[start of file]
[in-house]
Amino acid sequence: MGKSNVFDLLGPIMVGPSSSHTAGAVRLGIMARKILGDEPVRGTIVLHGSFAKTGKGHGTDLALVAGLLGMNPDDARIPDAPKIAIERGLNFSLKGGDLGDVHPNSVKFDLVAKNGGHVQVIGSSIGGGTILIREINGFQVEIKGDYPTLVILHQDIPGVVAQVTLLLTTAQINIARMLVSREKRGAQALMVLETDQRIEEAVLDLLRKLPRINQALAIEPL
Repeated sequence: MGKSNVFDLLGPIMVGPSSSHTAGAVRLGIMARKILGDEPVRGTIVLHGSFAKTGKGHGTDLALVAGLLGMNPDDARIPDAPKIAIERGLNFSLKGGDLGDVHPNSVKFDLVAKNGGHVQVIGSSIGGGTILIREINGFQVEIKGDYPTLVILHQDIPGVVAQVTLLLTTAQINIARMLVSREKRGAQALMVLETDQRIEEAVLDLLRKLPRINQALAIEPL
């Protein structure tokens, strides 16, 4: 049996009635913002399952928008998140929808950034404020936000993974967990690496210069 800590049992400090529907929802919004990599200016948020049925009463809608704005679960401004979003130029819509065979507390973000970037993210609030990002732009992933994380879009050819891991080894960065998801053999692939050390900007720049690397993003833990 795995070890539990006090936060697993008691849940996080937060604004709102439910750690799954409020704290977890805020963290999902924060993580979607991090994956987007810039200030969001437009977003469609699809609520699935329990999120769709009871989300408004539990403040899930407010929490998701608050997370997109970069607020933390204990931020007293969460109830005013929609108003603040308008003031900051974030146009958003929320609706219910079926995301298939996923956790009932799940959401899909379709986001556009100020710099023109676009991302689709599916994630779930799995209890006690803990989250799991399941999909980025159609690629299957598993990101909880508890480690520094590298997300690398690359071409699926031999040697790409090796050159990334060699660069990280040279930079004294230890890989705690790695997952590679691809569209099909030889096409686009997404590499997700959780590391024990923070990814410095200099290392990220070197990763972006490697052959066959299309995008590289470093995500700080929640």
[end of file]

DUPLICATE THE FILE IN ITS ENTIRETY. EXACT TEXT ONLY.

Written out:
[in-house]
Amino acid sequence: MGKSNVFDLLGPIMVGPSSSHTAGAVRLGIMARKILGDEPVRGTIVLHGSFAKTGKGHGTDLALVAGLLGMNPDDARIPDAPKIAIERGLNFSLKGGDLGDVHPNSVKFDLVAKNGGHVQVIGSSIGGGTILIREINGFQVEIKGDYPTLVILHQDIPGVVAQVTLLLTTAQINIARMLVSREKRGAQALMVLETDQRIEEAVLDLLRKLPRINQALAIEPL
Repeated sequence: MGKSNVFDLLGPIMVGPSSSHTAGAVRLGIMARKILGDEPVRGTIVLHGSFAKTGKGHGTDLALVAGLLGMNPDDARIPDAPKIAIERGLNFSLKGGDLGDVHPNSVKFDLVAKNGGHVQVIGSSIGGGTILIREINGFQVEIKGDYPTLVILHQDIPGVVAQVTLLLTTAQINIARMLVSREKRGAQALMVLETDQRIEEAVLDLLRKLPRINQALAIEPL
């Protein structure tokens, strides 16, 4: 049996009635913002399952928008998140929808950034404020936000993974967990690496210069 800590049992400090529907929802919004990599200016948020049925009463809608704005679960401004979003130029819509065979507390973000970037993210609030990002732009992933994380879009050819891991080894960065998801053999692939050390900007720049690397993003833990 795995070890539990006090936060697993008691849940996080937060604004709102439910750690799954409020704290977890805020963290999902924060993580979607991090994956987007810039200030969001437009977003469609699809609520699935329990999120769709009871989300408004539990403040899930407010929490998701608050997370997109970069607020933390204990931020007293969460109830005013929609108003603040308008003031900051974030146009958003929320609706219910079926995301298939996923956790009932799940959401899909379709986001556009100020710099023109676009991302689709599916994630779930799995209890006690803990989250799991399941999909980025159609690629299957598993990101909880508890480690520094590298997300690398690359071409699926031999040697790409090796050159990334060699660069990280040279930079004294230890890989705690790695997952590679691809569209099909030889096409686009997404590499997700959780590391024990923070990814410095200099290392990220070197990763972006490697052959066959299309995008590289470093995500700080929640």